A few days before taking the job as the head of Albuquerque’s Economic Development Department in late 2013, Gary Oppedahl told a friend in a text, “I’d never go into government.”
He was worried about the slow pace of government bureaucracy, something he had never encountered before.
While Oppedahl had no experience as a bureaucrat, he had plenty of experience running a business. He calls himself a “serial entrepreneur,” having founded multiple companies. Most recently, Oppedahl helped create FootPrints Home Care, a company dedicated to providing in-home care to clients in Albuquerque.
“It’s pretty amazing that we have a serial entrepreneur that comes from the high tech world who is now the head of economic development for the city,” said Bill Bice, chairman and president of ABQid, a city-funded business accelerator. “As far as I know, [it] has never happened before.”
Bice now works closely with Oppedahl. He says Oppedahl’s passion and expertise in entrepreneurship has allowed the city to focus more on business startups. According to Bice cities usually focus on encouraging existing businesses to move to the area with tax breaks and other incentives instead of encouraging new businesses. But he says with an entrepreneur at the helm, Albuquerque has also begun to focus on “homegrown businesses” by implementing a number of new programs, such as business accelerators like ABQid and Creative Startups.
“I just love entrepreneurs,” Oppedahl said. “These are the people who are passionate about what they’re doing…They make a dent in the universe.”
Eric Renz-Whitmore, an independent contractor who works with the city on entrepreneurial outreach and community building, said Oppedahl is “a champion of doers and people who make things happen.”
Oppedahl said he supports these “doers” by thinking a little differently. He was originally an electrical engineer and says he still utilizes the thought processes that made him successful in that field.
“We’re told to really clearly define the problem,” he says of his training. “A lot of problems are easy to solve once you define what the problem really is.”
Oppedahl says he believes in careful analysis of situations, and that getting others involved is key.
“Gary’s absolutely full of energy,” Bice said. “He’s very good at getting people to join in and make things happen.”
Bice credits Oppedahl’s approach to leadership as one of his strengths. “Gary’s approach is not trying to control; it’s just trying to be a catalyst to help make things happen.”
Renz-Whitmore says that instead of giving team members a step by step guide on how he wants things done, Oppedahl gives them the end goal and asks them to help decide how it should be done.
“It’s pretty visionary leadership to be honest,” Renz-Whitmore said. He adds that Oppedahl doesn’t have a lot of time for “just complainers.” As he puts it, if someone wants to discuss processes or goals, Oppedahl is all ears, but his love of “doers” leads to a strong dislike of anyone who wants to criticize without offering solutions.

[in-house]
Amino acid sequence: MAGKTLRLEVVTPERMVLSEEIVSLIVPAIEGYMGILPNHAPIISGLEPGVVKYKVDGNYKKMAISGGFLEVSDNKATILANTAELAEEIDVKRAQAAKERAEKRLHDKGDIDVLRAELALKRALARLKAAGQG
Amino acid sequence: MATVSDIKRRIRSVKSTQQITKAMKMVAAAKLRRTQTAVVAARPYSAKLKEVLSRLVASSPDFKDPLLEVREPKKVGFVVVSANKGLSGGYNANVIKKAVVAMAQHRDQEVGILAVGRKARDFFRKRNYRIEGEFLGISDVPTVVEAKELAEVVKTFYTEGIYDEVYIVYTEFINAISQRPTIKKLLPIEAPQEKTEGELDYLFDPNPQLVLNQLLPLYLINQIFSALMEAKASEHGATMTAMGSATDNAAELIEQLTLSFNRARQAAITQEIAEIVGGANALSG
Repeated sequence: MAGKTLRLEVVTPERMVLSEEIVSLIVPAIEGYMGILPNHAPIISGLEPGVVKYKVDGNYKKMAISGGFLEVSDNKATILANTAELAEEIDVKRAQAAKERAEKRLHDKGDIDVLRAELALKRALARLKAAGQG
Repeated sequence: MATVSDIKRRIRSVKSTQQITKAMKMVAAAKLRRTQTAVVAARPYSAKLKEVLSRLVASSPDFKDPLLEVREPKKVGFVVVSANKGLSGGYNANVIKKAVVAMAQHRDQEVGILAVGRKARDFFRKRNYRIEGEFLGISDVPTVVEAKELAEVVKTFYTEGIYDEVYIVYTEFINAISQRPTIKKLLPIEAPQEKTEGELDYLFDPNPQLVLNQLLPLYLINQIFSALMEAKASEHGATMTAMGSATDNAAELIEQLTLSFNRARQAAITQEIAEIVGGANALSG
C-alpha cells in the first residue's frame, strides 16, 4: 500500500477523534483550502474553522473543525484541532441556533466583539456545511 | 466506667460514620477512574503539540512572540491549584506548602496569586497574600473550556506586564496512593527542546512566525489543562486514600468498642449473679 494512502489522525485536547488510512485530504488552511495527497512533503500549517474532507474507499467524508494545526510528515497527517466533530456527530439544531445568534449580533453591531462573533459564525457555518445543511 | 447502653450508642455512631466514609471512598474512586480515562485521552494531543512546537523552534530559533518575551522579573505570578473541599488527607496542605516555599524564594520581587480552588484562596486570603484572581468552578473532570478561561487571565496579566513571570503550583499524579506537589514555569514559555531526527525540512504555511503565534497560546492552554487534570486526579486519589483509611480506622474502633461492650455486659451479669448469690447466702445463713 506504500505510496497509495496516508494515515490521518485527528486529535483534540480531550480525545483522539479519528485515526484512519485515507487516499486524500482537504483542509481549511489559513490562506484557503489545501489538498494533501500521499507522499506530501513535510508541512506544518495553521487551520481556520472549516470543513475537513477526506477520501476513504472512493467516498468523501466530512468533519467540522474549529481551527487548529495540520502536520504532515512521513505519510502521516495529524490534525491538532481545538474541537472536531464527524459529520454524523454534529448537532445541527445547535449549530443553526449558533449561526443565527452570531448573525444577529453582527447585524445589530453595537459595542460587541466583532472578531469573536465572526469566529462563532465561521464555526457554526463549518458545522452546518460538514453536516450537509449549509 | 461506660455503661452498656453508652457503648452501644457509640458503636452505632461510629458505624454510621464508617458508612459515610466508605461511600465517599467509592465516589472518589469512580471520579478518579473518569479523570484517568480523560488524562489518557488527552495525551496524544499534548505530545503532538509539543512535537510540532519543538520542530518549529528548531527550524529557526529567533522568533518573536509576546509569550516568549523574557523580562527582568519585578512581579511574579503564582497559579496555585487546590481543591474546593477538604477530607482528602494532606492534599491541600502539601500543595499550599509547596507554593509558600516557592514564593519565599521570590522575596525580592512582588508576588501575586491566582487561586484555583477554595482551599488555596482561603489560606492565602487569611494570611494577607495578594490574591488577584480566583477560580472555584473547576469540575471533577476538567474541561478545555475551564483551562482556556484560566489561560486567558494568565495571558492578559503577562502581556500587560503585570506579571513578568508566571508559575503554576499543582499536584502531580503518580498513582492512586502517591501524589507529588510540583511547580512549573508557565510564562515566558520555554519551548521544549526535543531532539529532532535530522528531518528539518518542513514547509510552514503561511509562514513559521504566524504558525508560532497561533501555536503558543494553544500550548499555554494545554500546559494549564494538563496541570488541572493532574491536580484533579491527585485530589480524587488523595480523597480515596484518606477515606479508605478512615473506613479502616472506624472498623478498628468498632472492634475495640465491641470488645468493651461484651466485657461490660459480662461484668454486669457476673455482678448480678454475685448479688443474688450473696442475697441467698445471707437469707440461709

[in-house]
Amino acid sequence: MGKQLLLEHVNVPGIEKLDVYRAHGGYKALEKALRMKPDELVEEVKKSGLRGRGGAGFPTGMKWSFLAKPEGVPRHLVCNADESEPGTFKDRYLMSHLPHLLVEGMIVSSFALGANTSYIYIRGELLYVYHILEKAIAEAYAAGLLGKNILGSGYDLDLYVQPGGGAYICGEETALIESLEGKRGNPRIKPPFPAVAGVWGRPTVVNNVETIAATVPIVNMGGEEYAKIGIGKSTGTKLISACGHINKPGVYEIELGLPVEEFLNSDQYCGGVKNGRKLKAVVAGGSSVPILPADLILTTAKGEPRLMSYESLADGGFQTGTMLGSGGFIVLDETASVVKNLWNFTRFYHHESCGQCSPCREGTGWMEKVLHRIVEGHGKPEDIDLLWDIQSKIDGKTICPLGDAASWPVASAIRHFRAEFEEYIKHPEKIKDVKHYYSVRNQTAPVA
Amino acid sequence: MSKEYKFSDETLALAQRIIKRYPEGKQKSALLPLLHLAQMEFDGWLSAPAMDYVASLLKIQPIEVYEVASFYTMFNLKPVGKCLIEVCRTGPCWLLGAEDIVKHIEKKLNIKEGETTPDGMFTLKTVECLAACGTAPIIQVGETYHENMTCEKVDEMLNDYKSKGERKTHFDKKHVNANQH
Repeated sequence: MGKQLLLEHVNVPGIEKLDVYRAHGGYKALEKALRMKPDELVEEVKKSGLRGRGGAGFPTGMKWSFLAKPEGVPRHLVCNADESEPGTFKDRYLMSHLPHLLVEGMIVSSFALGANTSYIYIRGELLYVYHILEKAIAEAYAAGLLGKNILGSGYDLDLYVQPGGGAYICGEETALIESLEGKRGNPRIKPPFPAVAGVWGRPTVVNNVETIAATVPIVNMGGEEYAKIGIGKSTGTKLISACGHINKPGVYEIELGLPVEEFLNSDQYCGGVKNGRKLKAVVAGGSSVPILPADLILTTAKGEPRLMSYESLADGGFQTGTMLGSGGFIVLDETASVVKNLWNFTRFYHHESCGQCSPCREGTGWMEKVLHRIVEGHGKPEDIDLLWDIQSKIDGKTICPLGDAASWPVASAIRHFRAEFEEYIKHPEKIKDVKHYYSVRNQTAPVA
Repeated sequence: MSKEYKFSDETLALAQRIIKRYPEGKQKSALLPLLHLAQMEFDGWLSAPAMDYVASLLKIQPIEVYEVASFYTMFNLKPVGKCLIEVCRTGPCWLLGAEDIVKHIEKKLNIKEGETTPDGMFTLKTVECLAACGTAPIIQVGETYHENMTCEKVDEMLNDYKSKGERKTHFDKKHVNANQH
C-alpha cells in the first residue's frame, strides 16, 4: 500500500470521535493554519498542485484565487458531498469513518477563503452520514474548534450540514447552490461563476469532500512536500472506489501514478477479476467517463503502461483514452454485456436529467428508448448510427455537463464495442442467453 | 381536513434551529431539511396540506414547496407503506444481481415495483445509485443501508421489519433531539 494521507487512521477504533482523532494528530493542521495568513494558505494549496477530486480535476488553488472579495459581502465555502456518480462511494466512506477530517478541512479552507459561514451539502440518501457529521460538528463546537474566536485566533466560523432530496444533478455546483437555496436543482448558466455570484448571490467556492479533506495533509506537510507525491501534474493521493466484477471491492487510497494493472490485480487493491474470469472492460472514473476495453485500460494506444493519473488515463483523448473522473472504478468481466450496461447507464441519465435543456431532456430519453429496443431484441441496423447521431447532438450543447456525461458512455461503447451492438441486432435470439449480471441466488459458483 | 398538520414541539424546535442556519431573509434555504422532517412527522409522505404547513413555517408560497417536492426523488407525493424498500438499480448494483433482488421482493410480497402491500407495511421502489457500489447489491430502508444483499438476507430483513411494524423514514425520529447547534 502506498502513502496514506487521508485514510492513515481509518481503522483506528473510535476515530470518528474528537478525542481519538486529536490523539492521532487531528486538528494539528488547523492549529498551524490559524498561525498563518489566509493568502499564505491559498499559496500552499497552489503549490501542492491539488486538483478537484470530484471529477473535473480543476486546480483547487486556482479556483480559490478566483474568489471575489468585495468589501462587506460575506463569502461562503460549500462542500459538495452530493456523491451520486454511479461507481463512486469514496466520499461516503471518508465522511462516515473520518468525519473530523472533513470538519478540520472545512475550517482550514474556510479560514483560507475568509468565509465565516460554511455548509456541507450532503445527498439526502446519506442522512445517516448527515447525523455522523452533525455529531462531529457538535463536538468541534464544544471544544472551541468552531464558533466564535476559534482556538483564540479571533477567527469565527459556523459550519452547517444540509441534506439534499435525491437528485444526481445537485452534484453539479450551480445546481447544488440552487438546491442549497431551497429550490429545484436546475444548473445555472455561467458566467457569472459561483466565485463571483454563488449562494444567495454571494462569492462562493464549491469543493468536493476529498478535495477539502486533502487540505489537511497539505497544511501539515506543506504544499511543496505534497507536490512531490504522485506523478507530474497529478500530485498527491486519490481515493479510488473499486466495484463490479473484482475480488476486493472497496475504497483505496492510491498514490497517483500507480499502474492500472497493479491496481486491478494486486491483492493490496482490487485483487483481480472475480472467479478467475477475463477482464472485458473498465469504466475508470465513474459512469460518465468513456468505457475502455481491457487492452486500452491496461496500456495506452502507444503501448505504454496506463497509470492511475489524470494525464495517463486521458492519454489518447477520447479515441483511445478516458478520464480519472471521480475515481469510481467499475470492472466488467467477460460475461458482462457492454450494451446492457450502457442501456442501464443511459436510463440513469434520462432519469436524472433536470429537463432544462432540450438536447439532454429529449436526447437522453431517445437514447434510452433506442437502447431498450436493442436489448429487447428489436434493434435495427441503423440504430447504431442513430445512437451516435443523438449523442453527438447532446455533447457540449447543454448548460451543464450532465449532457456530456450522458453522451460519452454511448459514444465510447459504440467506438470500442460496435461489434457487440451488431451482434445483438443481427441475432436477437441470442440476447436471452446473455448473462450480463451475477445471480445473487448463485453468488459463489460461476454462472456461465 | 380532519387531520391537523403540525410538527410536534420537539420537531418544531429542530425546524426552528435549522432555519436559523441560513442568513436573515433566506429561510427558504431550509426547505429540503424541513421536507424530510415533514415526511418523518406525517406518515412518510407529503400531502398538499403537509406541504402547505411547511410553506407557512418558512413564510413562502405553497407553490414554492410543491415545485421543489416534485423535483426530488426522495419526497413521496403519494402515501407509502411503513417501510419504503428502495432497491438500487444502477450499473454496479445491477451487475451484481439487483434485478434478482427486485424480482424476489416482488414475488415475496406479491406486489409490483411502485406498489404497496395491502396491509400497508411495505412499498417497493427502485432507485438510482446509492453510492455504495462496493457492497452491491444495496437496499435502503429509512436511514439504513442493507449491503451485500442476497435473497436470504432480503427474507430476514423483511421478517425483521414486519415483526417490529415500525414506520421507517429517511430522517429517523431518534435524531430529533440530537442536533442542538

“Don’t even talk to me about our failing schools if you’re not mentoring a child,” Oppedahl said. Studies have found that adult mentorship directly influences a child’s academic performance, and Oppedahl himself mentored an Albuquerque student through the Big Brothers Big Sisters of America program.
Despite his initial aversion to working in government, Oppedahl now says his fears were unfounded.
“I’m thrilled,” he says of the progress he’s made. “If you told me we would get this much done in the first year and nine months (when I first started,) I would have said ‘you’re crazy.’”
Renz-Whitmore says he assumes that Oppedahl occasionally gets frustrated by the slower pace of government work, but credits Oppedahl’s success to his personality and approach to business.
“I think the energy and the different perspective of somebody who’s really got more of an engineering and entrepreneurial background is great to have in that position,” he says. “It really is just a huge difference in the way that we, as a whole community, are thinking about entrepreneurship and economic development in general.”
Oppedahl’s long term vision for Albuquerque is to make it the most entrepreneurial region in the country. Oppedahl admits, though, that his objective could be difficult to achieve. Still, he said he feels driven to make it happen.
“I’ve got five grandkids now…,” he said. “And I want them all to be able to live, play, have careers and create here and have success, whatever they deem that is, and not have to move away. That’s my motivation.”
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Director of Economic Development, City of Albuquerque
What do you think is the most interesting part of the innovation economy in ABQ?
“The amazing collaboration between business, government, academia, and philanthropies.”
If you weren’t doing this job what would you be doing?
“Creating jobs in Albuquerque some other way.”[/vc_column_text][/vc_column][/vc_row][vc_row][vc_column][/vc_column][/vc_row]